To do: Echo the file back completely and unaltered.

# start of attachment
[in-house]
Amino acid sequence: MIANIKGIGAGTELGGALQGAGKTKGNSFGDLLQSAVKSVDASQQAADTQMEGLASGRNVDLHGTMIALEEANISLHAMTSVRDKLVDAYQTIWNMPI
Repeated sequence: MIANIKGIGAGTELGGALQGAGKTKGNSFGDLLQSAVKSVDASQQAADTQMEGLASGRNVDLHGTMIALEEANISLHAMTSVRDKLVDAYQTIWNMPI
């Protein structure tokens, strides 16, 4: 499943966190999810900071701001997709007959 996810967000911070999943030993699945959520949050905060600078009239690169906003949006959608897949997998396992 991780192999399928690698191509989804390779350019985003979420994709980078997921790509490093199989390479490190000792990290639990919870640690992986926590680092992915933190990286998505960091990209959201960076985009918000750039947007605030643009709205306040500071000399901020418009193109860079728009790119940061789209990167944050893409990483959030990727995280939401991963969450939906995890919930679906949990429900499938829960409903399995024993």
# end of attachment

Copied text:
[in-house]
Amino acid sequence: MIANIKGIGAGTELGGALQGAGKTKGNSFGDLLQSAVKSVDASQQAADTQMEGLASGRNVDLHGTMIALEEANISLHAMTSVRDKLVDAYQTIWNMPI
Repeated sequence: MIANIKGIGAGTELGGALQGAGKTKGNSFGDLLQSAVKSVDASQQAADTQMEGLASGRNVDLHGTMIALEEANISLHAMTSVRDKLVDAYQTIWNMPI
């Protein structure tokens, strides 16, 4: 499943966190999810900071701001997709007959 996810967000911070999943030993699945959520949050905060600078009239690169906003949006959608897949997998396992 991780192999399928690698191509989804390779350019985003979420994709980078997921790509490093199989390479490190000792990290639990919870640690992986926590680092992915933190990286998505960091990209959201960076985009918000750039947007605030643009709205306040500071000399901020418009193109860079728009790119940061789209990167944050893409990483959030990727995280939401991963969450939906995890919930679906949990429900499938829960409903399995024993």